Back to Arducorder… by having a charming display, easily extensible software, and all of these neat sensors, it lets people walk around saying, “how is this different than that?” It fosters curiosity and reminds us that science is about discovery. Talking about gravity as acceleration is a lot more fun when you can see the data. Arducorder enables science education in a way that is just brilliant: Arducorder should win.



  1. […]  With just over a day left to go, Launch Judge Elecia White has decided to spill the beans and write a blog post about which of the five finalists she thinks should win. We don’t want to spoil the […]

  2. […] us! With just over a day left to go, Launch Judge Elecia White has decided to spill the beans and write a blog post about which of the five finalists she thinks should win. We don’t want to spoil the […]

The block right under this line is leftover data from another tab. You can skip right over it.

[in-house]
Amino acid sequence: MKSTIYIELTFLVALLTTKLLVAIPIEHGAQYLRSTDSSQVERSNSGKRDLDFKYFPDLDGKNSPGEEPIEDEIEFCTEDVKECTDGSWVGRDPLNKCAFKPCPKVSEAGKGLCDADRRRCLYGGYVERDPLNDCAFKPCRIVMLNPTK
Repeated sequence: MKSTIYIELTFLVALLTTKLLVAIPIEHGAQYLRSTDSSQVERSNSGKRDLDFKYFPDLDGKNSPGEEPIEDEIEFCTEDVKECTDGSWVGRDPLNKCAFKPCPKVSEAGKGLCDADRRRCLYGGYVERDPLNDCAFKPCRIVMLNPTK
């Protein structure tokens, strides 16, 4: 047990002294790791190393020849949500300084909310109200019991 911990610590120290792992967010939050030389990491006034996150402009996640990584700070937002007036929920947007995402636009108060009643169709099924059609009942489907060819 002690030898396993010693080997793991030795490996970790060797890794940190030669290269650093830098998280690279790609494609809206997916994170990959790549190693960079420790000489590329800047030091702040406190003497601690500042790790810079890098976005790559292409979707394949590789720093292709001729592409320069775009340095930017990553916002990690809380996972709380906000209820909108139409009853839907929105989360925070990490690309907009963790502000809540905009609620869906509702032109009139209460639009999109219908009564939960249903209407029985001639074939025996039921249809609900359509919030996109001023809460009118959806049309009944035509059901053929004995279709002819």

3. Just by being a finalist, all these entries have won. The actual prize of going to space or elsewhere is simply a distraction, and will in fact cause delays in any given project, as it removes the creator from the work area. Therefore I volunteer to go in their place; yes its a great personal sacrifice on my part, by I will do it for science.

  4. […] us! With just over a day left to go, Launch Judge Elecia White has decided to spill the beans and write a blog post about which of the five finalists she thinks should win. We don’t want to spoil the […]

  5. […]  With just over a day left to go, Launch Judge Elecia White has decided to spill the beans and write a blog post about which of the five finalists she thinks should win. We don’t want to spoil the […]